India will take a decision on resumption of international passenger flights in July if coronavirus behaves in a predictable manner and the entire aviation ecosystem and state governments are onboard, Civil Aviation Minister Hardeep Singh Puri said on Tuesday.
The country resumed domestic passenger flights from May 25 after a gap of two months amid the coronavirus pandemic.
Scheduled international passenger flights, however, continue to remain suspended in India.
“I am often asked, when can you start international civil aviation? If you leave it to me, and if the ecosystem works, and if we have the predictability in terms of behaviour of the virus, I think in the coming month we should start taking the decision. But those decisions will not be taken by the Indian civil aviation ministry,” Puri said.
Those decisions will be taken by the governments after looking at their domestic situation, he said at a webinar titled Reposing the Faith in Flying’ organised by the GMR group.
“As we have seen recently that there is a major state in south India, after we opened up, they ordered the lockdown back. I have seen this happening in other countries. We are trying to ensure that this does not happen,” the minister noted.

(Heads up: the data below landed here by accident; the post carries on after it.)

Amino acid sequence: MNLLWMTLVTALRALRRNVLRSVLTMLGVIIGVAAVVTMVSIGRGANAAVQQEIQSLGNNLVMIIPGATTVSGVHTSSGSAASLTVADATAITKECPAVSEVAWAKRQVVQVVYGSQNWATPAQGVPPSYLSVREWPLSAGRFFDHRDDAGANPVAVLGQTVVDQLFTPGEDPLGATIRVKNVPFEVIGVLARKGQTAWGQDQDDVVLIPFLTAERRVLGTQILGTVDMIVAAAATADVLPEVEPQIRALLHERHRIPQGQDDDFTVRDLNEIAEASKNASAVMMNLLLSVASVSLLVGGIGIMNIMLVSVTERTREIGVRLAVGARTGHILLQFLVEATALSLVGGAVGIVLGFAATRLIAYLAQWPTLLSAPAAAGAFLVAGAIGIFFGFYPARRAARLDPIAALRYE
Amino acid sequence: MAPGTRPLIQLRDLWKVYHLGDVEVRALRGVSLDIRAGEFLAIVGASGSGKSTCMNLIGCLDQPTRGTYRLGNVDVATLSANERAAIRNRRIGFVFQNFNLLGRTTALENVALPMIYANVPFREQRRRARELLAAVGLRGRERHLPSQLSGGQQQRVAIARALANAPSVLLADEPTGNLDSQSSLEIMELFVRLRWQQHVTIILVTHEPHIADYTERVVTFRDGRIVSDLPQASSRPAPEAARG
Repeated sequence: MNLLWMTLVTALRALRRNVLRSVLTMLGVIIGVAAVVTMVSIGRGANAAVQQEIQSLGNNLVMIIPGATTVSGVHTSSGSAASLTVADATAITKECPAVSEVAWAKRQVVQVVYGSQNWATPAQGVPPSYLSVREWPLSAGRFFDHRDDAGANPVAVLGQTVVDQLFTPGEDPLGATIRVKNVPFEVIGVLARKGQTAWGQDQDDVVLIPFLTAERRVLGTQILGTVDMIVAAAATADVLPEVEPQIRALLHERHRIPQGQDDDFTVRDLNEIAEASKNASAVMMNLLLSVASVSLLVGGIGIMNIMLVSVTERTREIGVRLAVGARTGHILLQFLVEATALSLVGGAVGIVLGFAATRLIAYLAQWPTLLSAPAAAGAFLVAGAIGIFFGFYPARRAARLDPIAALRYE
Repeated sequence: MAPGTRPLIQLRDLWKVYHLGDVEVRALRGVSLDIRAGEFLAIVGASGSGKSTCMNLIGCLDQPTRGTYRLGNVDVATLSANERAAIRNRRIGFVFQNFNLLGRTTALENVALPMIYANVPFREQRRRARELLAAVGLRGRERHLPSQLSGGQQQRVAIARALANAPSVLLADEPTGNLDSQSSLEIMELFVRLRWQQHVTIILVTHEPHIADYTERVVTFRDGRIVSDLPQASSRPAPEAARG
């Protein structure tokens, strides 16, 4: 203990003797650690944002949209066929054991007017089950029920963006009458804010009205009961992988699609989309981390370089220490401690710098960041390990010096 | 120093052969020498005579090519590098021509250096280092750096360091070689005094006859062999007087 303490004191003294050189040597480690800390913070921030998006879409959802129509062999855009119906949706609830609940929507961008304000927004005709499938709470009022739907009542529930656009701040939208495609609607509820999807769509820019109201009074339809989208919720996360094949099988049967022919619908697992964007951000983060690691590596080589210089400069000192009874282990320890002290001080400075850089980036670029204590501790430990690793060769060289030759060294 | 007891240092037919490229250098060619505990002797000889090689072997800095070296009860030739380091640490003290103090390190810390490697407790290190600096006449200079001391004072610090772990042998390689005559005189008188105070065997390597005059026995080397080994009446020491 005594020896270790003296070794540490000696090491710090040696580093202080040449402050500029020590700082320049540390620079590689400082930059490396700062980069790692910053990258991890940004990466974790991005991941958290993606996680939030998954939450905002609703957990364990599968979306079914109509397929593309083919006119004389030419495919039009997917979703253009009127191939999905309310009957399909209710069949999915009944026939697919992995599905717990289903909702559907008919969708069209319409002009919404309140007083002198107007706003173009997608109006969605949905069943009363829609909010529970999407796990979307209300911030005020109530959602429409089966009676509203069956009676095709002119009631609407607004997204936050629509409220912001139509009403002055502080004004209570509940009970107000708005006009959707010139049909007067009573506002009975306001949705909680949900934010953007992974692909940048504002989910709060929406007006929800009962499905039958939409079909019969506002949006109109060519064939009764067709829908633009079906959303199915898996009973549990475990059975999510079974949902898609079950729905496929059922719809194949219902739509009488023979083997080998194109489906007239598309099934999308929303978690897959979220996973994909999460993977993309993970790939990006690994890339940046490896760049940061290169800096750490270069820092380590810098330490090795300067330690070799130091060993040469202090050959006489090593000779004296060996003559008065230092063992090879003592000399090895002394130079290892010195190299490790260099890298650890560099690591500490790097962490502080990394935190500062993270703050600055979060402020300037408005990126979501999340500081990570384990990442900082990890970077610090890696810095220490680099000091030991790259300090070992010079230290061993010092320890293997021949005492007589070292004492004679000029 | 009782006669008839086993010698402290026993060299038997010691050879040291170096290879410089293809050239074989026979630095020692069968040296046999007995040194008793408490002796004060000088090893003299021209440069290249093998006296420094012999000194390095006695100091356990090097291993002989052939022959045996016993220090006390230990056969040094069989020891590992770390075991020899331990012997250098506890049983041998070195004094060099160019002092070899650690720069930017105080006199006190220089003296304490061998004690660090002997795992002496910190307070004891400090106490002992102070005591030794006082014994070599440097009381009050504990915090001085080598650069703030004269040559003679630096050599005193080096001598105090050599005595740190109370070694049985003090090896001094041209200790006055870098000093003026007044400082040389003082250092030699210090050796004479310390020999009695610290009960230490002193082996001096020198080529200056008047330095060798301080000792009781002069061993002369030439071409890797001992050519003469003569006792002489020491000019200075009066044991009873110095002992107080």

The Tamil Nadu government had recently decided to impose lockdown in the capital city of Chennai, starting June 19 for a period of 12 days, in view of rising number of Covid-19 cases.
Puri said the central government is trying to make sure that “when we take steps, they are incremental, and they are predictable, and that we increase the ways of travel domestically and that we move in the direction of opening international travel systematically without endangering and inviting a backlash”.
“For us to be able to receive passengers on international routes, our states must be ready. We are in a constant dialogue with them,” he added.
The aviation minister said a decision regarding resumption of international travel can be taken in the coming months, even earlier, when domestic air traffic would reach 50-55 per cent of its pre-Covid-19 capacity, and other states would be in the position to absorb more number of passengers coming in.
“In any case, it is not our call. It is a call where all the stakeholders, including the passengers and the entire ecosystem, are ready,” he added.